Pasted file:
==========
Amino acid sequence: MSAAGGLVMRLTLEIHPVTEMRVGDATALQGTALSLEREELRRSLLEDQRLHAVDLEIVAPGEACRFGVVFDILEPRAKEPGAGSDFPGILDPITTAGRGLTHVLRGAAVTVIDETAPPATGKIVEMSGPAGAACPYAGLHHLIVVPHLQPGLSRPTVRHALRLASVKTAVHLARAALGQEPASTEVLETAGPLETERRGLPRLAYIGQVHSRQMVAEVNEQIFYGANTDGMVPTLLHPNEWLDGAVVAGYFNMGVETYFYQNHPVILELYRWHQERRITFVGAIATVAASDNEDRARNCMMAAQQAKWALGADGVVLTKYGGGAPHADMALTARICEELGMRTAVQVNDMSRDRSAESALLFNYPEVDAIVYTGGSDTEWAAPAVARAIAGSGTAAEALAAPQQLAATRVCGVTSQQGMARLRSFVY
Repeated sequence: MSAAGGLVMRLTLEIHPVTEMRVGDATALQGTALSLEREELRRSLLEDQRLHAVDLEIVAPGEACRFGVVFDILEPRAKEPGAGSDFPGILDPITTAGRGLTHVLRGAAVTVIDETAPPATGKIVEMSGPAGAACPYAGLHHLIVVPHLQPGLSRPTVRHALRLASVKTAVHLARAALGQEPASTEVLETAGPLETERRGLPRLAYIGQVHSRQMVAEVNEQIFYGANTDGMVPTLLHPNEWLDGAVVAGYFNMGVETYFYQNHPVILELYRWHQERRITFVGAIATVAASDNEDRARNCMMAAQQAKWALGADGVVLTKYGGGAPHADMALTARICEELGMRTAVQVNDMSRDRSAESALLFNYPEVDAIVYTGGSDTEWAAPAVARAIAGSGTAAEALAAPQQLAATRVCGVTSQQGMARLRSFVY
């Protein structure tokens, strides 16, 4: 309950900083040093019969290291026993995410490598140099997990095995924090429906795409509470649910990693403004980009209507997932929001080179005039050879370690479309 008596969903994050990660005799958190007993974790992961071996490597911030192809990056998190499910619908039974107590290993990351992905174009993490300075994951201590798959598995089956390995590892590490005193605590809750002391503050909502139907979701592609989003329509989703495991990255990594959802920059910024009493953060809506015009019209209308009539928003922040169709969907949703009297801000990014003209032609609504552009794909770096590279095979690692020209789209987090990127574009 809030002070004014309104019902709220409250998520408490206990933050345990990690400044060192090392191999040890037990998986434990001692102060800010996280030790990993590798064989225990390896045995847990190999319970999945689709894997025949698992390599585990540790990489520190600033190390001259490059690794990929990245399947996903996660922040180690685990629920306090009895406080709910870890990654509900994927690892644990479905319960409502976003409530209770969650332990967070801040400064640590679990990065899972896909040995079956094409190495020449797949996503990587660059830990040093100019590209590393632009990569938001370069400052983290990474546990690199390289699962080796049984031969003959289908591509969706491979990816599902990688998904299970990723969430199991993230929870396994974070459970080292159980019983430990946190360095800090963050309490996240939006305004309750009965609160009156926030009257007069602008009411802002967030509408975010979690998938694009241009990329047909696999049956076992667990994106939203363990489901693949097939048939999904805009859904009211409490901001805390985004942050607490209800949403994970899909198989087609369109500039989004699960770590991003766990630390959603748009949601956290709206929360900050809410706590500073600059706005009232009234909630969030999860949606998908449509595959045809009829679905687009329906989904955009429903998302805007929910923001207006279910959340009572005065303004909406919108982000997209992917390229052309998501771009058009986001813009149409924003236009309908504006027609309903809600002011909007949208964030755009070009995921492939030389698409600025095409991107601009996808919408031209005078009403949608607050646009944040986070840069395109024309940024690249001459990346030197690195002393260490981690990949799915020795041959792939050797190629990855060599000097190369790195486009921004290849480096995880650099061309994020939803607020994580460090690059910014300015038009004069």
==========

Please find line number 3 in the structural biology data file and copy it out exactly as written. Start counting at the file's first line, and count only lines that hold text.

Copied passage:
């Protein structure tokens, strides 16, 4: 309950900083040093019969290291026993995410490598140099997990095995924090429906795409509470649910990693403004980009209507997932929001080179005039050879370690479309 008596969903994050990660005799958190007993974790992961071996490597911030192809990056998190499910619908039974107590290993990351992905174009993490300075994951201590798959598995089956390995590892590490005193605590809750002391503050909502139907979701592609989003329509989703495991990255990594959802920059910024009493953060809506015009019209209308009539928003922040169709969907949703009297801000990014003209032609609504552009794909770096590279095979690692020209789209987090990127574009 809030002070004014309104019902709220409250998520408490206990933050345990990690400044060192090392191999040890037990998986434990001692102060800010996280030790990993590798064989225990390896045995847990190999319970999945689709894997025949698992390599585990540790990489520190600033190390001259490059690794990929990245399947996903996660922040180690685990629920306090009895406080709910870890990654509900994927690892644990479905319960409502976003409530209770969650332990967070801040400064640590679990990065899972896909040995079956094409190495020449797949996503990587660059830990040093100019590209590393632009990569938001370069400052983290990474546990690199390289699962080796049984031969003959289908591509969706491979990816599902990688998904299970990723969430199991993230929870396994974070459970080292159980019983430990946190360095800090963050309490996240939006305004309750009965609160009156926030009257007069602008009411802002967030509408975010979690998938694009241009990329047909696999049956076992667990994106939203363990489901693949097939048939999904805009859904009211409490901001805390985004942050607490209800949403994970899909198989087609369109500039989004699960770590991003766990630390959603748009949601956290709206929360900050809410706590500073600059706005009232009234909630969030999860949606998908449509595959045809009829679905687009329906989904955009429903998302805007929910923001207006279910959340009572005065303004909406919108982000997209992917390229052309998501771009058009986001813009149409924003236009309908504006027609309903809600002011909007949208964030755009070009995921492939030389698409600025095409991107601009996808919408031209005078009403949608607050646009944040986070840069395109024309940024690249001459990346030197690195002393260490981690990949799915020795041959792939050797190629990855060599000097190369790195486009921004290849480096995880650099061309994020939803607020994580460090690059910014300015038009004069």